osteoporosis and bone cancer, which is the biotech stalwart's sole hope for much-needed sales.
Cancer will remain the hottest therapeutic category, claiming fully half of the industry's pipeline. Likely stars of 2010
include Cougar/J&J's albiraterone, for prostate cancer; Medarex/BMS's ipilimumab, for malignant melanoma; and two non-Hodgkin's
lymphoma treatments—Lilly's Enzastaurin, a first-in-class inhibitor of the wildly popular PI3K pathway; and Cell Therapeutics'
Pixantrone, a novel major groove binder.
Sales of monoclonal antibodies are set to hit $20 billion in 2010, according to Thomson Reuters analyst Alexandra Kibble.
Yet the growth rate of the oncology market has already started to fall, from 15 percent in 2008 to 10 percent in 2009. And
with a 12-week course of treatment averaging about $20,000 —and survival benefits often measured in mere months—Big Pharma's
rush to cancer may turn into a rush off a cliff as payers begin to push back. "Given the level of R&D investments in oncology
and the assumptions on which they are founded, one wonders if oncology is a bubble waiting to burst," says BCG's Peter Tollman.
—Billy Tauzin, PhRMA
According to IMS, the total value of the global pharmaceutical market will grow 4 to 6 percent, to more than $825 billion,
in 2010. China, at 21 percent, again tops the list of fastest growing markets. By contrast, the US market will expand only
3 to 5 percent. The usual suspects in the emerging world, such as India and Brazil, clock in at 12 to 14 percent. But the
economic recession will continue to erode share in markets such as Russia, Mexico, and South Korea, where out-of-pocket spending
is high. "China is increasingly in a class of its own," says IMS's Aitken. But China's new policy of favoring domestic innovators
over foreign companies for government contracts is already raising protests among US firms.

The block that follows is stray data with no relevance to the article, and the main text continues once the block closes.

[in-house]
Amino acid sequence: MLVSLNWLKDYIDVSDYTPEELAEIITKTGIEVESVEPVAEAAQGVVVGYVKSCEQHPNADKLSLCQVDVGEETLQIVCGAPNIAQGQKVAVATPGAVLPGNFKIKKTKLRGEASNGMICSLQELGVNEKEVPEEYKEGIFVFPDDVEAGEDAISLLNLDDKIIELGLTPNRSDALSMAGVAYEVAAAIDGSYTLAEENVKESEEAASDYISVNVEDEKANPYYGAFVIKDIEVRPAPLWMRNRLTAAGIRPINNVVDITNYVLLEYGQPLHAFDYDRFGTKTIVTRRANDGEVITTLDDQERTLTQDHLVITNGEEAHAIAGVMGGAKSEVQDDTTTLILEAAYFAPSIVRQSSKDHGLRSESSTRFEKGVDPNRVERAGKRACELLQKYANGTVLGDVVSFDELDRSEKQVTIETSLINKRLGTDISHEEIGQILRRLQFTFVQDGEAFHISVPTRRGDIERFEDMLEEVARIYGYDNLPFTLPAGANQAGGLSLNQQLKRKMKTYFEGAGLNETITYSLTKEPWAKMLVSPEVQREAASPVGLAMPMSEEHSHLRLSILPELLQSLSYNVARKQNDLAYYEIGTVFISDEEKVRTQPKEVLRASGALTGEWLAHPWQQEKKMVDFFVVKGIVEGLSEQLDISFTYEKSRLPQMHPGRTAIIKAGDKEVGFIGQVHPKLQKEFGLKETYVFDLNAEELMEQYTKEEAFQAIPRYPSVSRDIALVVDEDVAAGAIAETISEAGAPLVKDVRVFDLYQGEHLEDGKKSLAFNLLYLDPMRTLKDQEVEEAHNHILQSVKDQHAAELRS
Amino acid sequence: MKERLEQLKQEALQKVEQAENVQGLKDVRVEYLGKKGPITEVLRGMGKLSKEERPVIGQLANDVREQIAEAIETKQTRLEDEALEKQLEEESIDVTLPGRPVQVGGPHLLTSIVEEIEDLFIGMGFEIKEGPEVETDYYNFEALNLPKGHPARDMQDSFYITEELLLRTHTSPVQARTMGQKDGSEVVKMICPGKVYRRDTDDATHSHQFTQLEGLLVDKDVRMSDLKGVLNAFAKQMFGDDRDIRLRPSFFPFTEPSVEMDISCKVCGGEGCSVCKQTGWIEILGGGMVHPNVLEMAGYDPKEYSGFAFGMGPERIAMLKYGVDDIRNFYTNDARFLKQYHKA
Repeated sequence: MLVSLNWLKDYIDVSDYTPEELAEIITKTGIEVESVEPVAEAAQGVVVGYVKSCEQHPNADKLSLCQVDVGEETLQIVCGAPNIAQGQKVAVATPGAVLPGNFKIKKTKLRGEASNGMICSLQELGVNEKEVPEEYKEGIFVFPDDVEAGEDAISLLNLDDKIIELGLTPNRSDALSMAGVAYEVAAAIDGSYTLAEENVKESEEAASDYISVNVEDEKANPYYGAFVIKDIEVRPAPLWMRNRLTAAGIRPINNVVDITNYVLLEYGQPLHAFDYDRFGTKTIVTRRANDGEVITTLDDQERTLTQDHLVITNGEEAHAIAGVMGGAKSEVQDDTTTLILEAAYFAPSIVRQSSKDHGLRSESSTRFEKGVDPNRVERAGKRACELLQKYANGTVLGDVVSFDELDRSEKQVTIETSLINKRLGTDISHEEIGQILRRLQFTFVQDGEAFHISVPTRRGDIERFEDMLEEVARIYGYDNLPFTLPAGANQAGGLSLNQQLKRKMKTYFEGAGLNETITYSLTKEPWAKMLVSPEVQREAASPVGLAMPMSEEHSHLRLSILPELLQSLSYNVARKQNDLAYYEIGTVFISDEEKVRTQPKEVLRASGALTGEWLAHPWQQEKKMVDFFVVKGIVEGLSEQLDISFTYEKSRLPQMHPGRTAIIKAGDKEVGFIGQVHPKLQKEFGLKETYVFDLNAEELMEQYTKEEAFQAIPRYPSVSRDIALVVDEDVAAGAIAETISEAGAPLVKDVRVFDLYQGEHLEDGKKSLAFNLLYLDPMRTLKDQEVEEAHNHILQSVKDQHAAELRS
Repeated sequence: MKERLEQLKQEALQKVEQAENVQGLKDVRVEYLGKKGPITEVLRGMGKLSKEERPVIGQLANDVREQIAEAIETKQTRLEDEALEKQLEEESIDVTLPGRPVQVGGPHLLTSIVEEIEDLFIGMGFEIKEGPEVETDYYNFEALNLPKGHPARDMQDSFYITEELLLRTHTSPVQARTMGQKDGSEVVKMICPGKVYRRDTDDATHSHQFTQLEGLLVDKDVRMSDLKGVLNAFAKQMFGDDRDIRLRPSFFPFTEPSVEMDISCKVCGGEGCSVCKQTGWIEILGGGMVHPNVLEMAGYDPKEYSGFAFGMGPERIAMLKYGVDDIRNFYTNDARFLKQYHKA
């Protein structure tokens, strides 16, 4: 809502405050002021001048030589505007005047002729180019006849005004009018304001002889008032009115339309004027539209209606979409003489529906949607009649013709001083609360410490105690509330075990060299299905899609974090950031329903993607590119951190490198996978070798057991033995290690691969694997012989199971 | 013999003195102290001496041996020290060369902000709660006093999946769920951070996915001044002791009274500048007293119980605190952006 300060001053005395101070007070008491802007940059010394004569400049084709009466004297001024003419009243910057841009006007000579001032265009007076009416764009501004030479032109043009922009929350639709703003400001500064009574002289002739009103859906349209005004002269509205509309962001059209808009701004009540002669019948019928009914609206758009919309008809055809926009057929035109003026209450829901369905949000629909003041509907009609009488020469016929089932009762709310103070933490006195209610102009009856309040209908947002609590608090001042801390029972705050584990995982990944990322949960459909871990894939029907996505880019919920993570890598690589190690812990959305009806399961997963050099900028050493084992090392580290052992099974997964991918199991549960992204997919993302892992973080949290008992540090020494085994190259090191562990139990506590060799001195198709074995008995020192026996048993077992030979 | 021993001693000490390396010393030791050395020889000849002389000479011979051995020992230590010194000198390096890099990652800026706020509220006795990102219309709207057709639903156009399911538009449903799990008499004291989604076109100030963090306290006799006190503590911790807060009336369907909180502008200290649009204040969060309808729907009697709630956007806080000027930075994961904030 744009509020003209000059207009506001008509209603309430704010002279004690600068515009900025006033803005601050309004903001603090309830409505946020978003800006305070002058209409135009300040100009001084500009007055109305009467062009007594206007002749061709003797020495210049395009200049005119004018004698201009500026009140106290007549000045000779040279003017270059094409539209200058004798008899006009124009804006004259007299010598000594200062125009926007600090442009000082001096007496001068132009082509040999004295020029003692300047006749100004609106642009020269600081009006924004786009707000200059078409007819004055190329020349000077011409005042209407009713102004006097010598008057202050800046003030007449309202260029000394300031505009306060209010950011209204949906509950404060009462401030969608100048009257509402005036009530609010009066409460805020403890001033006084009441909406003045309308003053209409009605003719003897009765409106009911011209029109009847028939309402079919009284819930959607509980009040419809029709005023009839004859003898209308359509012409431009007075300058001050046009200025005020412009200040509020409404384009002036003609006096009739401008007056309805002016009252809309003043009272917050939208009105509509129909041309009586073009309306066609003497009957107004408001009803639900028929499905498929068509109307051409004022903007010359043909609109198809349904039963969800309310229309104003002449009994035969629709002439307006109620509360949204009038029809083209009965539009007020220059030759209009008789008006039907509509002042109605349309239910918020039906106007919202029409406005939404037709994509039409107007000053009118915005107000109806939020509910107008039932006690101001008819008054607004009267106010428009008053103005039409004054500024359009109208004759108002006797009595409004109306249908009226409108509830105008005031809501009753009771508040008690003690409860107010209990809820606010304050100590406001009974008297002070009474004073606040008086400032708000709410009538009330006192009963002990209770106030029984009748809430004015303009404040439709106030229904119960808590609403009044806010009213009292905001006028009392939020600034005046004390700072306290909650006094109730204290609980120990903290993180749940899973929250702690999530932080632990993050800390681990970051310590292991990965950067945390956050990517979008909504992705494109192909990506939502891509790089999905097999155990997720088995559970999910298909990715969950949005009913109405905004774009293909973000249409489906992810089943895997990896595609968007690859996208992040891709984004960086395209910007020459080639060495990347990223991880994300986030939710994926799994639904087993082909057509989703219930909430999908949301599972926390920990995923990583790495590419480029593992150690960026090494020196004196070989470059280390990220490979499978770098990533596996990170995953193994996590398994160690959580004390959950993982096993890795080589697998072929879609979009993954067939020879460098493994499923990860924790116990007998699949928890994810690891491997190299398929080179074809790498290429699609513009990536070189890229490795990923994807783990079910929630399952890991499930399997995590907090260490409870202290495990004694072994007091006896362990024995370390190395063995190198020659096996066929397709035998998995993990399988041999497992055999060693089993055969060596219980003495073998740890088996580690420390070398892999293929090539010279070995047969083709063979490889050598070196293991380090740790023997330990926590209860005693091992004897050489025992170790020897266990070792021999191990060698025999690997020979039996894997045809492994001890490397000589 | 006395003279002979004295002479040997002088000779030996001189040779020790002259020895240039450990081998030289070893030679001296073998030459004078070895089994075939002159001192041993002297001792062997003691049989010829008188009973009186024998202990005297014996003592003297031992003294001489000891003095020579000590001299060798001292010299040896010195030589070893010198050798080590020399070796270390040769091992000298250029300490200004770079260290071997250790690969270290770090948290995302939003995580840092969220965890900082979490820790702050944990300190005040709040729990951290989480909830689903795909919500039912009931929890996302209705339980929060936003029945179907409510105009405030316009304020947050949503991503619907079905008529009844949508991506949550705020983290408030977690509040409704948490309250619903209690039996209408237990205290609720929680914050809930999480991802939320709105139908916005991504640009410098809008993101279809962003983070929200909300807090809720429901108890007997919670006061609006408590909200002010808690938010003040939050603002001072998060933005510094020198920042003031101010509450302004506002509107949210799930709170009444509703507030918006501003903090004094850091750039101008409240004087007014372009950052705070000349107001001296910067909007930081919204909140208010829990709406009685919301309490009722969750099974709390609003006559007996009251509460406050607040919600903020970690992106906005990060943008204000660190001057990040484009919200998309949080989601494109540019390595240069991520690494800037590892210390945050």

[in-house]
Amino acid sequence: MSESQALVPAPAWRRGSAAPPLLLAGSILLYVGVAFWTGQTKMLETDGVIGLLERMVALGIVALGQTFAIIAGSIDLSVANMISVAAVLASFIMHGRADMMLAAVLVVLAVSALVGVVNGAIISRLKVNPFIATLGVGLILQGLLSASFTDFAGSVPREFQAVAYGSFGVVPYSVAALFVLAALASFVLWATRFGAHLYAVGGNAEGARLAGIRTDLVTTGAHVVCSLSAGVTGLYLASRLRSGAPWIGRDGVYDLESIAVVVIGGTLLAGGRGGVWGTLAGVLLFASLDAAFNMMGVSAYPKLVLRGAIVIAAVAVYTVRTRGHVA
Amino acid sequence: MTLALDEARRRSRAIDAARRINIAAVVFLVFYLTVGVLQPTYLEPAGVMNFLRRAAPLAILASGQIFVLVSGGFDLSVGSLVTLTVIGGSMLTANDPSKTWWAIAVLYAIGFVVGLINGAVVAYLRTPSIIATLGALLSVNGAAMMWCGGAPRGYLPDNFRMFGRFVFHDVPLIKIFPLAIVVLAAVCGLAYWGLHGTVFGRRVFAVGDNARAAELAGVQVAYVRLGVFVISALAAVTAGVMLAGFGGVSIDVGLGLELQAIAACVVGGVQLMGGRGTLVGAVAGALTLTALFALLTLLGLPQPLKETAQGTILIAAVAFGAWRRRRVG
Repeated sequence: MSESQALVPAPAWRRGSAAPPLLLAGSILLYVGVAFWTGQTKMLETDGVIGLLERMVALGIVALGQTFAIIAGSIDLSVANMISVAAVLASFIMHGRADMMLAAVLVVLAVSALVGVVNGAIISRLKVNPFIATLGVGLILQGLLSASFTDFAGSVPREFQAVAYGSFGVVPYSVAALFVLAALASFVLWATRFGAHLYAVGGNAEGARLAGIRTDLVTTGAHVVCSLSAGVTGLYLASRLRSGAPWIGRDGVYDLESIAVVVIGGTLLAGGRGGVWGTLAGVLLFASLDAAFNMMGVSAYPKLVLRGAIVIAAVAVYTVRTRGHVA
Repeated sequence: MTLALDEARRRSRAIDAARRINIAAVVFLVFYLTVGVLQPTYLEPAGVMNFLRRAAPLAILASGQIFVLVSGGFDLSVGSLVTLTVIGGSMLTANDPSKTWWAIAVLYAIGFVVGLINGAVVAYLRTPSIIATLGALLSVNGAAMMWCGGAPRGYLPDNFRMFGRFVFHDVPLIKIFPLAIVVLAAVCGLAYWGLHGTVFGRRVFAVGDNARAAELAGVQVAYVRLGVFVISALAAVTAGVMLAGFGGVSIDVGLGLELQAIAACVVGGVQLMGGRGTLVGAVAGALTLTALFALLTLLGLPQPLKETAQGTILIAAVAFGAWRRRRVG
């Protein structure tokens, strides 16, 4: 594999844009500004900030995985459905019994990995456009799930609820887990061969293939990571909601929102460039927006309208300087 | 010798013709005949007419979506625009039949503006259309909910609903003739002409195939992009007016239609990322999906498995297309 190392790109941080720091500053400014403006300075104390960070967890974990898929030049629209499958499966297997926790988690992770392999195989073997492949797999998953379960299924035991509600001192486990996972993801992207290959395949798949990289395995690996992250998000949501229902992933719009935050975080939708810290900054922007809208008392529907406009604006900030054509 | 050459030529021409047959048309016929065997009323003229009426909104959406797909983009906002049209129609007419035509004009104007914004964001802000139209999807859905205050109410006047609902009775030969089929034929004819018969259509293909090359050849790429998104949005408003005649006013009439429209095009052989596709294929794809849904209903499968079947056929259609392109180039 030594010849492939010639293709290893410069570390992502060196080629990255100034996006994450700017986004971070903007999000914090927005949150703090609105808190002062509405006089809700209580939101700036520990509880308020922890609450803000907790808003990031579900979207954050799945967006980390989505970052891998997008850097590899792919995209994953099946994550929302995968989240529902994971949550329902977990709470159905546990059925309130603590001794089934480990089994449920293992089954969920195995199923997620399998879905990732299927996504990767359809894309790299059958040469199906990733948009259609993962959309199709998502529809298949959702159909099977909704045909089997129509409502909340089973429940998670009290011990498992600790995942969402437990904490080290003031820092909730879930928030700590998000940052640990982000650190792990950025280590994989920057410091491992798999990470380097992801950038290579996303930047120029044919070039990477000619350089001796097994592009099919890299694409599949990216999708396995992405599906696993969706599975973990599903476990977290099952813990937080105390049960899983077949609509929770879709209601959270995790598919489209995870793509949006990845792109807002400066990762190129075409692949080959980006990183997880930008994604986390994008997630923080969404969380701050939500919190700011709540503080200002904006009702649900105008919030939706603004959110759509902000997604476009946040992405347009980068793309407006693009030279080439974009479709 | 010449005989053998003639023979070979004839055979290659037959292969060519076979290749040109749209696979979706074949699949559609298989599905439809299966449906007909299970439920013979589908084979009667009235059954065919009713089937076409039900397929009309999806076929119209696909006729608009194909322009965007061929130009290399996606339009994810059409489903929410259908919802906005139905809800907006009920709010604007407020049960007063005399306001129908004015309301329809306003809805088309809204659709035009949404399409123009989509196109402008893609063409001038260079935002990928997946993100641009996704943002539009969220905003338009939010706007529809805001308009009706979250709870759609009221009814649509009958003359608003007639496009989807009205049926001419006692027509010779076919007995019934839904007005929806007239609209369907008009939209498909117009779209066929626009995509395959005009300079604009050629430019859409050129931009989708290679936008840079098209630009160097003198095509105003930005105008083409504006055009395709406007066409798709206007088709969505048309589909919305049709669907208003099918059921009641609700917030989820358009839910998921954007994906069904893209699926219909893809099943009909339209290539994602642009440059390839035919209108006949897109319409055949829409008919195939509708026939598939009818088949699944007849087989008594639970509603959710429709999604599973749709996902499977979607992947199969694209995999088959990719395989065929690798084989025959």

The European pharmas will maintain their lead in 2010 in the race for world domination. Says Aitken: "They are broadening
their portfolios to meet the specific needs of each market, not only through the acquisition of products but also by developing
drugs to treat prevalent diseases." This R&D increasingly takes place in situ; Sanofi and Pfizer launched major labs in China
last year, while Novartis will be breaking ground in 2010 for what it bills as China's biggest pharma research plant (which
is also CEO Daniel Vasella's $1 billion snub of India for rejecting the Glivec patent).
Branded generics will continue to gobble up market share, especially in generics-packed markets where consumers hunt for quality.
In 2010, Takeda and other Japanese pharmas look poised to make a big push into India's generics industry, following the Daiichi
Yet as its commitment to emerging markets deepens, pharma is already dealing with partners' control issues. In Turkey, for
example, a budgetary shortfall led the government to reset the benchmark for all brand-name drugs at the lowest price in Europe,
cutting private-payer costs by a third. If this trend goes global—what's to stop it?—emerging markets could fast morph into